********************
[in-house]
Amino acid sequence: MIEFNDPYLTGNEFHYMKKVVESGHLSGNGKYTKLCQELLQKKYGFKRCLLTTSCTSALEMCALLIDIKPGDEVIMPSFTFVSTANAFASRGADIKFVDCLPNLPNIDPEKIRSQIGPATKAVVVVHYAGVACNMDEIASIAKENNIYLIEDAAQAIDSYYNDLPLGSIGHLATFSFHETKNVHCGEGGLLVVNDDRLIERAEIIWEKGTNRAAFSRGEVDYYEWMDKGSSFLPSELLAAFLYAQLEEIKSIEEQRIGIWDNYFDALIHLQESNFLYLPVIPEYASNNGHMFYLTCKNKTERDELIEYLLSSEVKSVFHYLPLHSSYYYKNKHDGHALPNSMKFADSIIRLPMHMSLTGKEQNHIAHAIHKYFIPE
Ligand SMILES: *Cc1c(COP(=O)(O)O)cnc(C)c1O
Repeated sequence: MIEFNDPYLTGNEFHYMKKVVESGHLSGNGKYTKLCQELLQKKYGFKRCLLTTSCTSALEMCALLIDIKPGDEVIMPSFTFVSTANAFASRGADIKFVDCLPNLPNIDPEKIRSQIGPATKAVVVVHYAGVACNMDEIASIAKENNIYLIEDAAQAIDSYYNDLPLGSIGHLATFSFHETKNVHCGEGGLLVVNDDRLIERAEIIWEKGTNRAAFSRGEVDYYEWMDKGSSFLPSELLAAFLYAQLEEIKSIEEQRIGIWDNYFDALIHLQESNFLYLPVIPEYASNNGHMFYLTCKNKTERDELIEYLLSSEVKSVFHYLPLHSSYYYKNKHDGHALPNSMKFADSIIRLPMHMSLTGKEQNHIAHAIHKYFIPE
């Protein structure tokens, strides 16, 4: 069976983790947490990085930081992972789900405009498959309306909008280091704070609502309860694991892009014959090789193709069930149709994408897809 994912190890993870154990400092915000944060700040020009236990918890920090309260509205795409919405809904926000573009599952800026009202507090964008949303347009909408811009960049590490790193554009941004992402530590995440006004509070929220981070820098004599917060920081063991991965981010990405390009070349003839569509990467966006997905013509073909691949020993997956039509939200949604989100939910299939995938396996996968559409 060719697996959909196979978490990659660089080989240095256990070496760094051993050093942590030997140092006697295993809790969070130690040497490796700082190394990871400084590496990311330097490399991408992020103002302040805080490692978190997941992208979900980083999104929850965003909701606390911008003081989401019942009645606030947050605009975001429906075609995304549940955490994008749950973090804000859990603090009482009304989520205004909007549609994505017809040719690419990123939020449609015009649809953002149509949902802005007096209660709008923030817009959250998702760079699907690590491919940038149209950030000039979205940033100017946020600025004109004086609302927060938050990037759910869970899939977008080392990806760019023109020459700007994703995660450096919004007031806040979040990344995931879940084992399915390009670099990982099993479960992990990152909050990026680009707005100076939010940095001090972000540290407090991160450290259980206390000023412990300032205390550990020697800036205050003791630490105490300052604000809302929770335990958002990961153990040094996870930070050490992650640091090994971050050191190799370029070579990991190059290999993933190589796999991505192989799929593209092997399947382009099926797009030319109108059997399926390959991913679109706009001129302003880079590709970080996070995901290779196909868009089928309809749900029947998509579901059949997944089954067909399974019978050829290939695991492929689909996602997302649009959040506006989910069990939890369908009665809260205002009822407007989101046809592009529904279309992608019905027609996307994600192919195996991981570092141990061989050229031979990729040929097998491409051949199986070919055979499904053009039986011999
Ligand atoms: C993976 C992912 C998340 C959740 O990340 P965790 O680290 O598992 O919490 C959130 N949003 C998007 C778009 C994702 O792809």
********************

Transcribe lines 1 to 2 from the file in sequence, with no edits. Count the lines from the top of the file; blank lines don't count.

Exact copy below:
[in-house]
Amino acid sequence: MIEFNDPYLTGNEFHYMKKVVESGHLSGNGKYTKLCQELLQKKYGFKRCLLTTSCTSALEMCALLIDIKPGDEVIMPSFTFVSTANAFASRGADIKFVDCLPNLPNIDPEKIRSQIGPATKAVVVVHYAGVACNMDEIASIAKENNIYLIEDAAQAIDSYYNDLPLGSIGHLATFSFHETKNVHCGEGGLLVVNDDRLIERAEIIWEKGTNRAAFSRGEVDYYEWMDKGSSFLPSELLAAFLYAQLEEIKSIEEQRIGIWDNYFDALIHLQESNFLYLPVIPEYASNNGHMFYLTCKNKTERDELIEYLLSSEVKSVFHYLPLHSSYYYKNKHDGHALPNSMKFADSIIRLPMHMSLTGKEQNHIAHAIHKYFIPE